Britain has told the EU that shutting it out of the Galileo satellite navigation project will cost Brussels hundreds of millions of pounds and cause years of delay.
London has threatened to launch its own version of the system if the EU does not change its stance, according to a document issued by the Department for Exiting the European Union.
The document also makes clear that the UK will seek to have the £1 billion it has already invested in the project – a rival to GPS – refunded if it withdraws from the venture.
Britain has rejected the EU’s view that it cannot remain a full member of the project after Brexit as London insists it is in the interest of both sides to continue to work closely together on security issues.
Brussels has made it clear that the UK cannot access the same encrypted Galileo information as EU members, or be involved in its development post-Brexit.
Excluding the UK from full participation in Galileo will cost the EU one billion euro (£880 million) and set the project back by three years, the document states.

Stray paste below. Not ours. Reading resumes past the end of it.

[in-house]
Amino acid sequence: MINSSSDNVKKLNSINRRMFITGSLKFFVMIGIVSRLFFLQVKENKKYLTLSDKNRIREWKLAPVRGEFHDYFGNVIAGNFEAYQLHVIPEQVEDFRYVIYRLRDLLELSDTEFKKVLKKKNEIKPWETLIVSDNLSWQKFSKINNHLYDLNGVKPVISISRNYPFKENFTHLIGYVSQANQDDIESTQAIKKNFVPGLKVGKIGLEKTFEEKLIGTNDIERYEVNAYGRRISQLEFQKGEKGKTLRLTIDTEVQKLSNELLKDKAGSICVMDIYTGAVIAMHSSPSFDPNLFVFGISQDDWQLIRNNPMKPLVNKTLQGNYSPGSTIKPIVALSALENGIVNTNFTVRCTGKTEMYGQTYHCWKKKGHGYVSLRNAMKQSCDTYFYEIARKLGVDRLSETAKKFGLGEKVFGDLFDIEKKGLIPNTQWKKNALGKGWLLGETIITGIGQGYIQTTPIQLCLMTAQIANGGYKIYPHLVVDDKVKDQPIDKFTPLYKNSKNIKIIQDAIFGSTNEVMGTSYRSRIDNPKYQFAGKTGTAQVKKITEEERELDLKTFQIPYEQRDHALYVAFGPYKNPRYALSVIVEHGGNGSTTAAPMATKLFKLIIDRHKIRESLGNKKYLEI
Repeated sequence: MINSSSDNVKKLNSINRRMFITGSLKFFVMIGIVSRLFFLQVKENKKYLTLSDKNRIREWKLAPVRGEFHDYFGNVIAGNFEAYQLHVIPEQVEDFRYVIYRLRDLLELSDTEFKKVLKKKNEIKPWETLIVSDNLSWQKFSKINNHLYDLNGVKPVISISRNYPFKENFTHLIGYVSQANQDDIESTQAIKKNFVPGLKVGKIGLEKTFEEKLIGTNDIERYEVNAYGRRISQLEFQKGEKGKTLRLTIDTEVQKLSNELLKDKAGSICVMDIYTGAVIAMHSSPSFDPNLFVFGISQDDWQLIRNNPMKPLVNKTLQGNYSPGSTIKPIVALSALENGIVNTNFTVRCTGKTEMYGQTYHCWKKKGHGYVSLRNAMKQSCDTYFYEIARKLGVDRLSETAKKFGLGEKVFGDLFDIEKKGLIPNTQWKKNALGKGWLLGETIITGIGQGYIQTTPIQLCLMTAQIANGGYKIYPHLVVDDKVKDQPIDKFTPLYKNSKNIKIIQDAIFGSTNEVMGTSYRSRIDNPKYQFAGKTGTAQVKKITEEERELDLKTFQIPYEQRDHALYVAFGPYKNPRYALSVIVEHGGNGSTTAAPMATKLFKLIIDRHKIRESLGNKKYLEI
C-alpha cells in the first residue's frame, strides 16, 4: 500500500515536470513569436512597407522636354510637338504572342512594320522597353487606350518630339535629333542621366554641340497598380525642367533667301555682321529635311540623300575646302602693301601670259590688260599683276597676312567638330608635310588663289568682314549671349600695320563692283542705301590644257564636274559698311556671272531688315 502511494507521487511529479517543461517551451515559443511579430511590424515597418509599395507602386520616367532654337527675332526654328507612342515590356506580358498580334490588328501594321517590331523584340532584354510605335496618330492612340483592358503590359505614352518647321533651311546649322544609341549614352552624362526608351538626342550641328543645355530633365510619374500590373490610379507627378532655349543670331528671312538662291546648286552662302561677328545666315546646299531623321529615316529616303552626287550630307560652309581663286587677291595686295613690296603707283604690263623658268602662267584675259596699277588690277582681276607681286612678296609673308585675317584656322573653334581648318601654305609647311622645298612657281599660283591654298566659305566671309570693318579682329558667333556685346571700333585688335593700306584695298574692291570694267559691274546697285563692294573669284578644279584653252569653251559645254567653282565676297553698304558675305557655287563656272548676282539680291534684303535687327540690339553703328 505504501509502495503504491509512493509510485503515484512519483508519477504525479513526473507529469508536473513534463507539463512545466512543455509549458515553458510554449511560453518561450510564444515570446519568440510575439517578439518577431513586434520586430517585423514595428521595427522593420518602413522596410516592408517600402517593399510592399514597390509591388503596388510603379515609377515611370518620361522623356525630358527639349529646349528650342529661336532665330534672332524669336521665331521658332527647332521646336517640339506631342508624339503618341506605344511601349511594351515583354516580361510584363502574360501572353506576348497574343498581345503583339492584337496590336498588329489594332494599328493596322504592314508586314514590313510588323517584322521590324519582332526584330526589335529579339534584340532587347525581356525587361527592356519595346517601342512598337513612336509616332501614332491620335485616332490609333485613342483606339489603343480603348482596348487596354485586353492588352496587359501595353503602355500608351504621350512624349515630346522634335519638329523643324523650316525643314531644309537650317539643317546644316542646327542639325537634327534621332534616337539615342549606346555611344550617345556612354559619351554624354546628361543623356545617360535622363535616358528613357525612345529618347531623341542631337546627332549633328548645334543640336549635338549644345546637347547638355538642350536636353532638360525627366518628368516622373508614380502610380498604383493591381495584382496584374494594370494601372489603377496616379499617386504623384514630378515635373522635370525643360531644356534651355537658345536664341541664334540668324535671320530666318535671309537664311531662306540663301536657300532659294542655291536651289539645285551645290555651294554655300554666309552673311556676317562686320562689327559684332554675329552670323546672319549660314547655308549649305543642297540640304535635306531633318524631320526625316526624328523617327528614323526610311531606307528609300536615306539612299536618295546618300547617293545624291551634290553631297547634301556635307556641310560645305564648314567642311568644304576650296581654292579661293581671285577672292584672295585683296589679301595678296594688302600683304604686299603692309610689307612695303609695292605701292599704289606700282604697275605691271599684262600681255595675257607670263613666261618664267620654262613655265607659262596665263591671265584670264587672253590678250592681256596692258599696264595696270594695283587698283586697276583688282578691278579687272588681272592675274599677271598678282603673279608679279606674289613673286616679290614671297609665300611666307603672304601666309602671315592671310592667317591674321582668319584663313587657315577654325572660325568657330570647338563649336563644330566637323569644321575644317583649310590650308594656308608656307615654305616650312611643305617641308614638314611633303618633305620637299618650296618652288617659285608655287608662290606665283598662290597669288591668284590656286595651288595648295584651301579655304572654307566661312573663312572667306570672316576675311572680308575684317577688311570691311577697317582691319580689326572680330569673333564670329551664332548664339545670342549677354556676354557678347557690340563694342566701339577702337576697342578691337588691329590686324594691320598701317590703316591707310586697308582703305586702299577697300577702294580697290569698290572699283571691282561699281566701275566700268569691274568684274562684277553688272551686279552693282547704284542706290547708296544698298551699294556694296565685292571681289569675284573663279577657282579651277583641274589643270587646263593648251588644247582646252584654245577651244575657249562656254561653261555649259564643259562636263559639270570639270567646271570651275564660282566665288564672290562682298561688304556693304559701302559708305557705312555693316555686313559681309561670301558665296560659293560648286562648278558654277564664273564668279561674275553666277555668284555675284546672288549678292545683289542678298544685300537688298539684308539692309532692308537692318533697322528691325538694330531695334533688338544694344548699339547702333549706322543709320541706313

The paper said that the position adopted by Brussels “risks being interpreted as a lack of trust” in the UK.
“The UK… has a strong objection to its ongoing exclusion from security-related discussions and exchanges pertaining to the post-2019 development of Galileo.”
The paper warns the UK will go its own way if its demands are not met, stating: “If agreement cannot be reached on the future balance of rights and obligations, and UK security and industrial requirements consequently cannot be met, the UK could not justify future participation in Galileo.
“In parallel, the UK is therefore exploring alternatives to fulfil its needs for secure and resilient position, navigation and timing information, including the option for a domestic satellite system.
“The UK wants Galileo to be a core component of the future UK-EU security partnership.”
Asked if the EU would repay the UK the £1 billion already invested in Galileo if Britain was excluded from work on the project, European Commission spokesman Margaritis Schinas said: “This issue is being discussed with our British partners, negotiations are ongoing, these are precisely the sort of issues we need to address.”
Downing Street said the UK held “constructive discussions” with the European Commission this week on staying in the Galileo project.